People v. Bubbs

CourtNew York County Court
Writing for the CourtLYMAN H. SMITH
Citation268 N.Y.S.2d 712,49 Misc.2d 757
PartiesPEOPLE of the State of New York, Respondent, v. Wayne BUBBS, Defendant.
Decision Date25 March 1966

Page 712

268 N.Y.S.2d 712
49 Misc.2d 757
PEOPLE of the State of New York, Respondent,
v.
Wayne BUBBS, Defendant.
Yates County Court.
March 25, 1966.

Page 713

[49 Misc.2d 758] Grover C. Bradstreet, Jr., Bath, for defendant.

Frederick M. Hunt, Dist. Atty., Yates County for the People.

LYMAN H. SMITH, Judge.

Defendant was convicted of disorderly conduct in violation of Subdivision 2 of Section 722 of the Penal Law, after a trial on January 4, 1966, before Police Justice FRED GUYLE, of the Village of Penn Yan, County of Yates, New York, sitting without a jury.

It is apparent from the transcript of the testimony and proceedings taken upon the trial that there was ample evidence for the court to find that the defendant engaged in the acts set forth in the information filed herein. Specifically, at about 9:30 P.M. on the night of November 23, 1965, the defendant, age 17, while operating his 1959 Rambler automobile in a southerly direction on Liberty Street in the Village of Penn Yan struck or 'tapped' the rear of a Volkswagen owned and driven by Miss Susan Gute, a teacher in the Penn Yan School system. The incident followed a basketball game between rival teams of Haverling High School, Bath, New York and Penn Yan, New York. At the time of the occurrence Miss Gute was accompanied by the Misses Strauss and Schleiermacher, also school teachers. The defendant had as passengers in his automobile four male companions of comparable age. The contact

Page 714

between the automobiles occurred while Miss Gute's automobile was slowing for a traffic signal, or was stopped for the same, at the corner of Liberty Street and Elm Street in said village. It is undisputed that no damage resulted; that after contact was made Miss Gute got out of her car to determine the foregoing and that the defendant stated, 'If you have any complaints, you can send Miss Strauss back to my car'. It is also undisputed that other traffic proceeding in the same direction was not disturbed by the incident. No crowd gathered. No one stopped to watch.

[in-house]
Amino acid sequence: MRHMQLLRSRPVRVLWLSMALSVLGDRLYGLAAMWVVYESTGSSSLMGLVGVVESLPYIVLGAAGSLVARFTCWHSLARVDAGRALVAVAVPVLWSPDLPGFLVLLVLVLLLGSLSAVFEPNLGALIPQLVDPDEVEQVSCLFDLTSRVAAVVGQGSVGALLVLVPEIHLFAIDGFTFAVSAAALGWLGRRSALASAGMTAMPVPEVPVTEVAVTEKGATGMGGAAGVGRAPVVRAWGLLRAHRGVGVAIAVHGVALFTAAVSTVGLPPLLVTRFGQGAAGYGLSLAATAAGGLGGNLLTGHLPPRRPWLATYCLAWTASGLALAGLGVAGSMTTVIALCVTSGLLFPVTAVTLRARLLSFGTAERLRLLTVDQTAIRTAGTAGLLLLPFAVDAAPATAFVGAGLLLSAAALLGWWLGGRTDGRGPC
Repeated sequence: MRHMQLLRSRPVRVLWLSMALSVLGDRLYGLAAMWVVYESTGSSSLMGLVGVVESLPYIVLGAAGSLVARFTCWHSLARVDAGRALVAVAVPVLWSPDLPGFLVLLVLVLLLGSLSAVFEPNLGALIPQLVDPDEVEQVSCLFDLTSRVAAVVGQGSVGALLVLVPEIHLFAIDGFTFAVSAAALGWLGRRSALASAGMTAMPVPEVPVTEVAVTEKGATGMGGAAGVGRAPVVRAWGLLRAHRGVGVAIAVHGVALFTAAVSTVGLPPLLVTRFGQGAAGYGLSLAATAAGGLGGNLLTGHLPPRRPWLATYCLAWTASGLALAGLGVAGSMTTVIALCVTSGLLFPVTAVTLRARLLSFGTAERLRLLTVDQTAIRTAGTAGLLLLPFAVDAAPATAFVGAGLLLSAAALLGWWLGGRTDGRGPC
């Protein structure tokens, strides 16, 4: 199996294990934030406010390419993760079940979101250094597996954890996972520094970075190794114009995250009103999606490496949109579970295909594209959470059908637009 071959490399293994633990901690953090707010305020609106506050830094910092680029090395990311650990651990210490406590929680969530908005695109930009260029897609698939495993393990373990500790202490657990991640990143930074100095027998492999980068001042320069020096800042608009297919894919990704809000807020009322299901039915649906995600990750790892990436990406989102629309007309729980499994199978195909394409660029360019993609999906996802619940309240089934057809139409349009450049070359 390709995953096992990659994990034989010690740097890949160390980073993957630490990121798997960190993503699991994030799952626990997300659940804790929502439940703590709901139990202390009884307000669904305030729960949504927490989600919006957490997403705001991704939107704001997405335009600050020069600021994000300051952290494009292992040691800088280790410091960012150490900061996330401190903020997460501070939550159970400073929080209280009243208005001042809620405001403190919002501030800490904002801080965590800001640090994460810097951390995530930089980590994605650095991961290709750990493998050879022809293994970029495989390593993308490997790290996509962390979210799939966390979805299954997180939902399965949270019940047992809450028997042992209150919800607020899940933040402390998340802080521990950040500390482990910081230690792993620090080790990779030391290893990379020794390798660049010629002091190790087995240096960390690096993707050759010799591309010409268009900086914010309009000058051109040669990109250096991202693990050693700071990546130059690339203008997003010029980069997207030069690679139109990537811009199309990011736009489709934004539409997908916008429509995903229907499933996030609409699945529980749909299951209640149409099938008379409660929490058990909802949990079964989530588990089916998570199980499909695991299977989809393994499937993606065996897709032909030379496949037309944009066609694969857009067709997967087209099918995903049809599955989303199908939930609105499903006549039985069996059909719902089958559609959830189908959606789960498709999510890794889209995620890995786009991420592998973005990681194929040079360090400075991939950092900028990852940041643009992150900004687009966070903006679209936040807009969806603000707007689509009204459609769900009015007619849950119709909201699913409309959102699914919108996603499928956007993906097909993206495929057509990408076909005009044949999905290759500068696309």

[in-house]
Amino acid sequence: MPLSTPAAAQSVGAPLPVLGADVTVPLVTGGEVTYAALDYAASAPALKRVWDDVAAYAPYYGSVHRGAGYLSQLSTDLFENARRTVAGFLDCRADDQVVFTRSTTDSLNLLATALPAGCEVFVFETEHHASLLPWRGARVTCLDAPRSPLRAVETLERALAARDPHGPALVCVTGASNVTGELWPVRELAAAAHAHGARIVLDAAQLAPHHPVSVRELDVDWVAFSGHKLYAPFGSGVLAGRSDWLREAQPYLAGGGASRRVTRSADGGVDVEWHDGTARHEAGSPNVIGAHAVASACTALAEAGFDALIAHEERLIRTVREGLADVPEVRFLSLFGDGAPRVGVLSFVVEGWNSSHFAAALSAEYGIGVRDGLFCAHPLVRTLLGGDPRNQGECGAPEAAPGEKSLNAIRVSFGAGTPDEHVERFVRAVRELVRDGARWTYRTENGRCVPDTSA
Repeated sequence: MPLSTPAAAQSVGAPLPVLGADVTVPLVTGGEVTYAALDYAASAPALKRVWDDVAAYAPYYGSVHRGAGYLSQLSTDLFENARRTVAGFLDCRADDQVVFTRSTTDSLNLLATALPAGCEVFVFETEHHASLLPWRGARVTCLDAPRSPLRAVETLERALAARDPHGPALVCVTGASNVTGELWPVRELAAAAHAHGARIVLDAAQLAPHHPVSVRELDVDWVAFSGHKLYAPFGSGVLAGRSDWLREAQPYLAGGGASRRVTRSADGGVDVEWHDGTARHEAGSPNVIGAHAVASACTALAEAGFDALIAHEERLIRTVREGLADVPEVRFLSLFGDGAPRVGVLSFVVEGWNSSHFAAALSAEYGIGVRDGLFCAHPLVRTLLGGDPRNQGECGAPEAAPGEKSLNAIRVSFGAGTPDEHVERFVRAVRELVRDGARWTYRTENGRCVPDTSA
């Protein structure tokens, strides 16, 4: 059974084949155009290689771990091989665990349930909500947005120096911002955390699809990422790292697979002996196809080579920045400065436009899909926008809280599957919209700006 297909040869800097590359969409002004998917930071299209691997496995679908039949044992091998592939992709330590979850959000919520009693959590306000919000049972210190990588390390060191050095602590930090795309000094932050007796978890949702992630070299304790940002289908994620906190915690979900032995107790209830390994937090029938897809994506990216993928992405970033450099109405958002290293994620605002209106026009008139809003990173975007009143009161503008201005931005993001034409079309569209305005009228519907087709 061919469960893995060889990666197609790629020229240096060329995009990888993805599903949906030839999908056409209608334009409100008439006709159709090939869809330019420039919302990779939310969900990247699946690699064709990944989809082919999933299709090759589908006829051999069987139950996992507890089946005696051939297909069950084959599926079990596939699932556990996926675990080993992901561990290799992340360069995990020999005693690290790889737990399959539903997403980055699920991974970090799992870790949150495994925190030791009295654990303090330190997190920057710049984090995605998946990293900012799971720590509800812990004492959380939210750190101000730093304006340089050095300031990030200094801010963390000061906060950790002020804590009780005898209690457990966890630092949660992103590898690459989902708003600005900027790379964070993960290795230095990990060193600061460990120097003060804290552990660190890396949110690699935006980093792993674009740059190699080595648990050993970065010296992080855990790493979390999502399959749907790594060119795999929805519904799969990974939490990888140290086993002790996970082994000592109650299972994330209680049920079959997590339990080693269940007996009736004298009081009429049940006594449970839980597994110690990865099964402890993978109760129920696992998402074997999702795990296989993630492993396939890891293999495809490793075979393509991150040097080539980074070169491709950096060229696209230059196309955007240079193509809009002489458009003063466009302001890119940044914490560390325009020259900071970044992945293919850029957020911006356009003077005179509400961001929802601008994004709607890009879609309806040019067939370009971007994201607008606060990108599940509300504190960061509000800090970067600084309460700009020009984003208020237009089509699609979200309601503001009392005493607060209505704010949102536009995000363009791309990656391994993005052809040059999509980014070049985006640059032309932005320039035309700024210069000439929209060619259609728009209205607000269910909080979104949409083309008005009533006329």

The defendant claims that there was no breach of the peace and that the peace and quiet of the community was not disturbed.

To constitute the offense charged here, 'The conduct charged must at least be such that a breach of the peace has become imminent or might reasonably be expected or intended to flow from such conduct.' (People v. Monnier, 280 N.Y. 77, 79, 19 N.E.2d 789, 790).

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1 practice notes
  • Teelon v. State, No. 44382
    • United States
    • New York Court of Claims
    • March 29, 1966
    ...represents consequential damage to the remainder. The claimants are entitled to an award therefor together with appropriate interest. [49 Misc.2d 757] The claim was duly filed on October 9, 1964, and it has not been assigned or submitted to any other Court or tribunal for audit or The Court......
1 cases
  • Teelon v. State, No. 44382
    • United States
    • New York Court of Claims
    • March 29, 1966
    ...represents consequential damage to the remainder. The claimants are entitled to an award therefor together with appropriate interest. [49 Misc.2d 757] The claim was duly filed on October 9, 1964, and it has not been assigned or submitted to any other Court or tribunal for audit or The Court......

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